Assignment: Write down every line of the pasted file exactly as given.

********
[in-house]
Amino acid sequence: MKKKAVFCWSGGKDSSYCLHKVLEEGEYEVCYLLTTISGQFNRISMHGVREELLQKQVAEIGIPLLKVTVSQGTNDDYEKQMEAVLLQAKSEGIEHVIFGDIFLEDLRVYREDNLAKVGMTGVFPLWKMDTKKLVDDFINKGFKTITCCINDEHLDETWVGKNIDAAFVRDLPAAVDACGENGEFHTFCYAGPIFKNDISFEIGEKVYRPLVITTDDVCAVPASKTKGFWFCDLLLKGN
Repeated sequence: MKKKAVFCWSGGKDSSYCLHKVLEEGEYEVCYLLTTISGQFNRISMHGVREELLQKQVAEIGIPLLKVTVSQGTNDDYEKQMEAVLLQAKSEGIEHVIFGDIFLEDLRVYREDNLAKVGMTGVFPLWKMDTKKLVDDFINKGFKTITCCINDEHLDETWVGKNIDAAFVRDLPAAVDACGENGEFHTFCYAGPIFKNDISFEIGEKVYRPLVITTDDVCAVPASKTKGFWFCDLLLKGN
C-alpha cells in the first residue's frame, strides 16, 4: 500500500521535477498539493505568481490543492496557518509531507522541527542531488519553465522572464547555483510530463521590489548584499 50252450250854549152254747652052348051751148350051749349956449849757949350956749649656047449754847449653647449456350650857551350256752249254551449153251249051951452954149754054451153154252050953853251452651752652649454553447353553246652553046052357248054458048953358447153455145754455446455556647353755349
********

[in-house]
Amino acid sequence: MKKKAVFCWSGGKDSSYCLHKVLEEGEYEVCYLLTTISGQFNRISMHGVREELLQKQVAEIGIPLLKVTVSQGTNDDYEKQMEAVLLQAKSEGIEHVIFGDIFLEDLRVYREDNLAKVGMTGVFPLWKMDTKKLVDDFINKGFKTITCCINDEHLDETWVGKNIDAAFVRDLPAAVDACGENGEFHTFCYAGPIFKNDISFEIGEKVYRPLVITTDDVCAVPASKTKGFWFCDLLLKGN
Repeated sequence: MKKKAVFCWSGGKDSSYCLHKVLEEGEYEVCYLLTTISGQFNRISMHGVREELLQKQVAEIGIPLLKVTVSQGTNDDYEKQMEAVLLQAKSEGIEHVIFGDIFLEDLRVYREDNLAKVGMTGVFPLWKMDTKKLVDDFINKGFKTITCCINDEHLDETWVGKNIDAAFVRDLPAAVDACGENGEFHTFCYAGPIFKNDISFEIGEKVYRPLVITTDDVCAVPASKTKGFWFCDLLLKGN
C-alpha cells in the first residue's frame, strides 16, 4: 500500500521535477498539493505568481490543492496557518509531507522541527542531488519553465522572464547555483510530463521590489548584499 50252450250854549152254747652052348051751148350051749349956449849757949350956749649656047449754847449653647449456350650857551350256752249254551449153251249051951452954149754054451153154252050953853251452651752652649454553447353553246652553046052357248054458048953358447153455145754455446455556647353755349